Humanist Voices
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Humanist Voices

In Conversation with Leonardo “Nards” Go — Member, Humanist Alliance International Philippines

Scott Douglas Jacobsen: What was family background in religion? What are your own story and educational background? How did you find humanism and HAPI?

Leonardo “Nards” Go: I grew up in a deeply religious (Catholic) and conservative, family. We were praying for the angels every night at 6pm, prayed with the rosary every night with my parents and grandparents in my elementary years, going to Church every sunday, participating in religious events.

My father was a Liturgical Assistant, my aunts and uncles, active in church groups, I was once an altar boy and ave maria, Boy Scout awardee (knights of the altar — the highest award for a Catholic Scout), went to catholic schools from prep all the way to college and of course, got my education from nuns in an exclusive school in my elementary then to proceeded to another exclusive school run by Jesuits in high school and all the way to college up to my Masters.

I once taught World Literature and Philosophy to a non-sectarian community college for a while in our hometown. At present, I work for the City Disaster Risk Reduction and Management Office (CDRRMO, that would be Emergency Management Agency in the US) in our city as assistant to the head.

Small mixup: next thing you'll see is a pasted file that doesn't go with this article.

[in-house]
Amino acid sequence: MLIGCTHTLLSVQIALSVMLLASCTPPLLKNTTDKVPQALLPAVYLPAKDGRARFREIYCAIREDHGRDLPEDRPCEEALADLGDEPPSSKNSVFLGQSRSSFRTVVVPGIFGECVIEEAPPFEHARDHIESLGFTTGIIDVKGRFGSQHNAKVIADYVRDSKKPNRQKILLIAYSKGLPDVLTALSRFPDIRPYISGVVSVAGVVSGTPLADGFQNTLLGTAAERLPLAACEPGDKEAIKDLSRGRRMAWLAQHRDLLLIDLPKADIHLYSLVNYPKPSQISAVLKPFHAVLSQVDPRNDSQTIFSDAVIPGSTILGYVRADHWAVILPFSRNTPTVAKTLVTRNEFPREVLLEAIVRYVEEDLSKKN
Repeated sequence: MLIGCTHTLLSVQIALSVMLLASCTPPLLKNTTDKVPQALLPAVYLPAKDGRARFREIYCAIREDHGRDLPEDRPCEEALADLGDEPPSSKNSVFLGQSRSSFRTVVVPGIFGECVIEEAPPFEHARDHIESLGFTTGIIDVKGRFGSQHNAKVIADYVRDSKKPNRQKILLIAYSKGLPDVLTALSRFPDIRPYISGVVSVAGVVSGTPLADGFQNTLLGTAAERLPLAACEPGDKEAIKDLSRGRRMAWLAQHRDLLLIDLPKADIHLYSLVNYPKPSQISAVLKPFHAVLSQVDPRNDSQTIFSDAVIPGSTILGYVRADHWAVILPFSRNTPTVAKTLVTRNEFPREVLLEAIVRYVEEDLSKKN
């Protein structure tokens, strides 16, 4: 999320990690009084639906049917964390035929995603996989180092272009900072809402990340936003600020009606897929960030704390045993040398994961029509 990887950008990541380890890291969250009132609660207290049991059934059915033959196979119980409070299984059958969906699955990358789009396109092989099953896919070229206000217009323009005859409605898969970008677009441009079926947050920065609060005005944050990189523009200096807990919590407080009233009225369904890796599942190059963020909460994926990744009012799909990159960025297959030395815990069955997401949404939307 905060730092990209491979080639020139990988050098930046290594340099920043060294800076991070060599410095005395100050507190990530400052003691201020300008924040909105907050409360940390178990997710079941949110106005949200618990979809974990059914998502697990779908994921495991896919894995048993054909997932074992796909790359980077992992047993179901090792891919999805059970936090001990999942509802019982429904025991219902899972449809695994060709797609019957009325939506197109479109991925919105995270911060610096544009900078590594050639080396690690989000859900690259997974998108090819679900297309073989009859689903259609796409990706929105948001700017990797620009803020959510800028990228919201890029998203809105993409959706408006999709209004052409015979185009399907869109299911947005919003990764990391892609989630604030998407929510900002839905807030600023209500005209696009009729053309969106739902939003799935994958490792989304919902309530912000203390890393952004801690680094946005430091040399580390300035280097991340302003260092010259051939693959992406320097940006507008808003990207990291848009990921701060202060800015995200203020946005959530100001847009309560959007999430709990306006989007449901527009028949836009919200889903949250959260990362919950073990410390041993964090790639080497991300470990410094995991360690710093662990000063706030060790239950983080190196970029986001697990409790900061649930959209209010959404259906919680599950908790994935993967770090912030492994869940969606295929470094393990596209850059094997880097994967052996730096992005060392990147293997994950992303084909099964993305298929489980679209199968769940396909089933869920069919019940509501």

My item is Environmental Management Specialist. Actually, I hold 2 offices, as I am also officially with the City Environment and Natural Resources Office (EPA in the US), but since my area and training is climate change adaptation and mitigation; hence, I also sit at the CDRRMO.

I found humanism, when I started to become politicized, during my college days, as I was starting to notice the hypocrisy, inequality, and beliefs and customs of society that I grew up in, specifically the kind fostered by the Catholic Church.

The most glaring is that of attributing everything as God’s will, even in gambling, Filipinos pray for signs before making a bet; ours is a combination of mysticism and Catholicism, after reading inspirational books (I started reading in High School) and exposure to Western culture through movies, TV, and other mass media sources, I slowly started to realise that we actually hold our destiny in our own hands.

While it is good to be inspired by God, to do good things in his glory, in our country, there were more disturbing cases to the contrary, our beliefs (and religious attitudes) in God have actually become a hindrance to our full potential as human beings.